We started with the idea of code — data consisting of instructions in a special language. Code can express an algorithm, a process consisting of instruction steps. That implies an engine that understands the code language and executes the steps in the code.
Last time we started with Turing Machines, the abstract computers that describe algorithms, and ended with the concrete idea of modern digital computers using stored-programs and built on the Von Neumann architecture.
Today we look into that architecture a bit…
Many offices feature “casual Friday” in acknowledgement that today our attention begins to shift towards the weekend. (When I started with TC in 1980, ties were required. When I retired this year, “business casual” was the norm. I worn jeans and polo shirts the last half-dozen years or so.)
In the same way, today the focus here shifts from the tough and chewy Sideband material to something softer and easier to digest. I have what amounts to a bit of a rant, but a mild-mannered one of minor import. It’s just one of those little things that’s annoyed me in a small way for a long time. (But it turns out that it’s one of those things that actually have good reason!)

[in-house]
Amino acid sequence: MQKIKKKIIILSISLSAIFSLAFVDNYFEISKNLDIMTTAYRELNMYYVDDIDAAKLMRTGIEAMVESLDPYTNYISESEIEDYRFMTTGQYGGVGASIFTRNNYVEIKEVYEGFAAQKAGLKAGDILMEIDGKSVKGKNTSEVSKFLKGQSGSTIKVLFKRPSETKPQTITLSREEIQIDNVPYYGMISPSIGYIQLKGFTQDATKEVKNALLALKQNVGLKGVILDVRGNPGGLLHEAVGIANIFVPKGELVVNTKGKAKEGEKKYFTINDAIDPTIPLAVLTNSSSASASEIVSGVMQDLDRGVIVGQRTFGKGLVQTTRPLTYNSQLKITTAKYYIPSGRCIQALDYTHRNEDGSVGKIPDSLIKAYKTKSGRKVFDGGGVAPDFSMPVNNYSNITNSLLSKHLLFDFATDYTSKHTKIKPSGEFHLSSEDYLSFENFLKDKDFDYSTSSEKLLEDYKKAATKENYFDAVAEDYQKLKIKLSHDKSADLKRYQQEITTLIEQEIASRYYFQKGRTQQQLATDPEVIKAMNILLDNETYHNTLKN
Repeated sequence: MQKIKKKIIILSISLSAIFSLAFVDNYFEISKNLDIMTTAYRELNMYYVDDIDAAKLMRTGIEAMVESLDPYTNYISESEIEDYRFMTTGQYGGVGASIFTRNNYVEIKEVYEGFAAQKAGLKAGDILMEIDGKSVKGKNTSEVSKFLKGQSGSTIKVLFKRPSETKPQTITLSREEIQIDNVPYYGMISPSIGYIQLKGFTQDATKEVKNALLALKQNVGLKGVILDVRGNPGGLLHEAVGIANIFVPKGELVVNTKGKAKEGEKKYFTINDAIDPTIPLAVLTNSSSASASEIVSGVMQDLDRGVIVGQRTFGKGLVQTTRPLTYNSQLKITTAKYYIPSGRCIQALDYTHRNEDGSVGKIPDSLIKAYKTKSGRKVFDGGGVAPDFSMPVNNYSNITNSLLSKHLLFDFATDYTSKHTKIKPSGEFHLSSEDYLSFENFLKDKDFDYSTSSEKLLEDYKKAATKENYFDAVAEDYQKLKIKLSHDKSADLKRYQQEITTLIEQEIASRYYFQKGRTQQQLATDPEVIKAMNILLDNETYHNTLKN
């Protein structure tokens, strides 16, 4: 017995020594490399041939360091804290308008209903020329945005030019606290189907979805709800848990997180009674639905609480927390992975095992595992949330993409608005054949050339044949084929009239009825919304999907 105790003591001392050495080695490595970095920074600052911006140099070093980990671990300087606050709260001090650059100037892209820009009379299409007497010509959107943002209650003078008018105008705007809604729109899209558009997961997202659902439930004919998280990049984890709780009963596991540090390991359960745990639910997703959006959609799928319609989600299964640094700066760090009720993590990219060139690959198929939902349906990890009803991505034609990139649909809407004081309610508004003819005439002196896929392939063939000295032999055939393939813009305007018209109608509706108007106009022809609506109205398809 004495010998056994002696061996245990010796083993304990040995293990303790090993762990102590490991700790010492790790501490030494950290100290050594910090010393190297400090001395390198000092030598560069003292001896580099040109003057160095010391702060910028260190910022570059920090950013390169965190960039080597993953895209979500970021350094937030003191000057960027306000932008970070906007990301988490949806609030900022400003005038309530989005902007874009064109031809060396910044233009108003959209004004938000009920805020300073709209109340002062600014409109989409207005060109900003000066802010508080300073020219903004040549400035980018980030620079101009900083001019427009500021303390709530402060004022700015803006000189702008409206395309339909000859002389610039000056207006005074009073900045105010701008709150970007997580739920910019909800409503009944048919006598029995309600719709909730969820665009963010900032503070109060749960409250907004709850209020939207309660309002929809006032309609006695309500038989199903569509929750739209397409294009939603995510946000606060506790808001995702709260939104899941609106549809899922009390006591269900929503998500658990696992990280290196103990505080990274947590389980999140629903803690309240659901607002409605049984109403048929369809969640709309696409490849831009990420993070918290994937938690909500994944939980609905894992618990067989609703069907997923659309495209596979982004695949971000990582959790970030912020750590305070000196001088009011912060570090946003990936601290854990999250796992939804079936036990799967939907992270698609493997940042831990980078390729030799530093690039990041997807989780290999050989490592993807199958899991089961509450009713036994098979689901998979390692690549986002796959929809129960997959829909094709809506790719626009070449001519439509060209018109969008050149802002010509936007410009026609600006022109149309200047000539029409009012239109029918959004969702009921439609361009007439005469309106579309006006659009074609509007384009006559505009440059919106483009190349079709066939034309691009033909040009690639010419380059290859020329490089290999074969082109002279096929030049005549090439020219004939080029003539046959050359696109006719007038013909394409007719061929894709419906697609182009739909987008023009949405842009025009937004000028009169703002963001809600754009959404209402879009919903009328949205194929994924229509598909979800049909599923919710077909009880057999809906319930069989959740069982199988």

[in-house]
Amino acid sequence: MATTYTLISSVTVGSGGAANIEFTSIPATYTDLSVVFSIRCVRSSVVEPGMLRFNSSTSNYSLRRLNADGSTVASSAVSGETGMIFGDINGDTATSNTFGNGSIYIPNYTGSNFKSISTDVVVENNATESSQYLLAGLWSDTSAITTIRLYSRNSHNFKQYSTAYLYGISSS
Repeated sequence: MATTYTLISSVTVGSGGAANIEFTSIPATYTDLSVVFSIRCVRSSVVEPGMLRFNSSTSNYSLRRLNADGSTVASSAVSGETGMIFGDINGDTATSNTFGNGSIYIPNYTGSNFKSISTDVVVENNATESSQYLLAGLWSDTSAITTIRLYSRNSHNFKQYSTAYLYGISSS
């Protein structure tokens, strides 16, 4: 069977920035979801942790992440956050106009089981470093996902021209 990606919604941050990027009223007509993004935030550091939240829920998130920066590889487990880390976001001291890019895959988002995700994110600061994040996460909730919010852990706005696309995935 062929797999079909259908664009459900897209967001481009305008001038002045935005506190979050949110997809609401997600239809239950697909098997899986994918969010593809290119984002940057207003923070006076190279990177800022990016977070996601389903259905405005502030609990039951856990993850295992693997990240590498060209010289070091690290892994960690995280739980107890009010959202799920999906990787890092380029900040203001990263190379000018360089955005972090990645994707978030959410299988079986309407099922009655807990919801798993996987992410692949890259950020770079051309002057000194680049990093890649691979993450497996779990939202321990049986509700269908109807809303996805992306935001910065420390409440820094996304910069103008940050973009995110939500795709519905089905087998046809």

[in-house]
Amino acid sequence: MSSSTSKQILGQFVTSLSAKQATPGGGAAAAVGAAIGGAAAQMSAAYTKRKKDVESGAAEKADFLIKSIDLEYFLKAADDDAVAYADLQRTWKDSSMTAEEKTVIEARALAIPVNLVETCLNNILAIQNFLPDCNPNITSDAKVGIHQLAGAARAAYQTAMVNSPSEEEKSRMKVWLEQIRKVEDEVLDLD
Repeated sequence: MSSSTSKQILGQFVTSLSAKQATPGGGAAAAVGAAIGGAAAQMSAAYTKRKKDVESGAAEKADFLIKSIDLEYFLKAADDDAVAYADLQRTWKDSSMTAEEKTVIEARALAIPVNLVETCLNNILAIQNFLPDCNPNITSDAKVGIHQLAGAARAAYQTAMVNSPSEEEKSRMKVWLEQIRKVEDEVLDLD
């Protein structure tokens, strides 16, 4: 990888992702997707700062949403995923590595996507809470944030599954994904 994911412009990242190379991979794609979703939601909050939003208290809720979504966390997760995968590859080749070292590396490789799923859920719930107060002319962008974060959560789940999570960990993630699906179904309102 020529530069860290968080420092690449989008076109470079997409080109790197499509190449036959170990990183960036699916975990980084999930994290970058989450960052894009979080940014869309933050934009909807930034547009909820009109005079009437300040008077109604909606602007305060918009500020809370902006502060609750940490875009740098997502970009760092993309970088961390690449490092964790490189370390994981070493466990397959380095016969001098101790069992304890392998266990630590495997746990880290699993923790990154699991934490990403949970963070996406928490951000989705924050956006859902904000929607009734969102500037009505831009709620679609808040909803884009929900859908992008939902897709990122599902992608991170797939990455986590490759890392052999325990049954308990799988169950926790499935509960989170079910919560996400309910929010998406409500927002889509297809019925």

It’S aBoUt ThIs ThInG cAlLeD cAsE-sEnSiTiViTy!
Computer Programming is hard! It’s at least as hard as what commercial architects do, and I will argue that it’s as intellectually difficult as what doctors and lawyers do.
Many people think it’s easy, because they know some nine-year-old who “programs,” but there’s a difference between fooling around with the computer and building good software applications. Here’s the deal.
As Homer Simpson so eloquently puts it, “D’oh!!”
It seems to be an iron-clad irony of writing that the number of proof reads required to find all errors in your writing is:
PR = N + 1
Where ‘N’ is the actual number performed. This rule appears to apply regardless of the actual value of ‘N’.